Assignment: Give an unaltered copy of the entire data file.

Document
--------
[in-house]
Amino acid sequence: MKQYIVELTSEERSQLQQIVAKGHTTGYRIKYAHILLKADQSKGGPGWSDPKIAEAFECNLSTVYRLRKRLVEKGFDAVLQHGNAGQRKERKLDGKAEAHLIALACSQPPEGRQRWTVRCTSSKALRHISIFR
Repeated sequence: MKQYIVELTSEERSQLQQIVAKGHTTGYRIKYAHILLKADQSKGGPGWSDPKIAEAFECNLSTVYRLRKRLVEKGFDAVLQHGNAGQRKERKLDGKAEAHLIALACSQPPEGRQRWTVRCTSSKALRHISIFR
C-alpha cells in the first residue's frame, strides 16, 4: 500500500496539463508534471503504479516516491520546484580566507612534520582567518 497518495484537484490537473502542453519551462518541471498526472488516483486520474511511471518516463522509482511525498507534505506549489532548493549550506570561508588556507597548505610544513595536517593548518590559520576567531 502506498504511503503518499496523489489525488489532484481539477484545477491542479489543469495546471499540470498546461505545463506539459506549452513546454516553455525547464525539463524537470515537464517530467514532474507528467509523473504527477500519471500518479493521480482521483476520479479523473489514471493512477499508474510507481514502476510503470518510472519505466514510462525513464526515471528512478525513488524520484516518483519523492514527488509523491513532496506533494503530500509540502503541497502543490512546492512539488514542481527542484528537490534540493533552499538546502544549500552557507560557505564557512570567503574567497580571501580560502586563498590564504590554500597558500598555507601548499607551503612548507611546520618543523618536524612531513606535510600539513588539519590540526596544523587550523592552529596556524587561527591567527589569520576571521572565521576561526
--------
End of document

[in-house]
Amino acid sequence: MKQYIVELTSEERSQLQQIVAKGHTTGYRIKYAHILLKADQSKGGPGWSDPKIAEAFECNLSTVYRLRKRLVEKGFDAVLQHGNAGQRKERKLDGKAEAHLIALACSQPPEGRQRWTVRCTSSKALRHISIFR
Repeated sequence: MKQYIVELTSEERSQLQQIVAKGHTTGYRIKYAHILLKADQSKGGPGWSDPKIAEAFECNLSTVYRLRKRLVEKGFDAVLQHGNAGQRKERKLDGKAEAHLIALACSQPPEGRQRWTVRCTSSKALRHISIFR
C-alpha cells in the first residue's frame, strides 16, 4: 500500500496539463508534471503504479516516491520546484580566507612534520582567518 497518495484537484490537473502542453519551462518541471498526472488516483486520474511511471518516463522509482511525498507534505506549489532548493549550506570561508588556507597548505610544513595536517593548518590559520576567531 502506498504511503503518499496523489489525488489532484481539477484545477491542479489543469495546471499540470498546461505545463506539459506549452513546454516553455525547464525539463524537470515537464517530467514532474507528467509523473504527477500519471500518479493521480482521483476520479479523473489514471493512477499508474510507481514502476510503470518510472519505466514510462525513464526515471528512478525513488524520484516518483519523492514527488509523491513532496506533494503530500509540502503541497502543490512546492512539488514542481527542484528537490534540493533552499538546502544549500552557507560557505564557512570567503574567497580571501580560502586563498590564504590554500597558500598555507601548499607551503612548507611546520618543523618536524612531513606535510600539513588539519590540526596544523587550523592552529596556524587561527591567527589569520576571521572565521576561526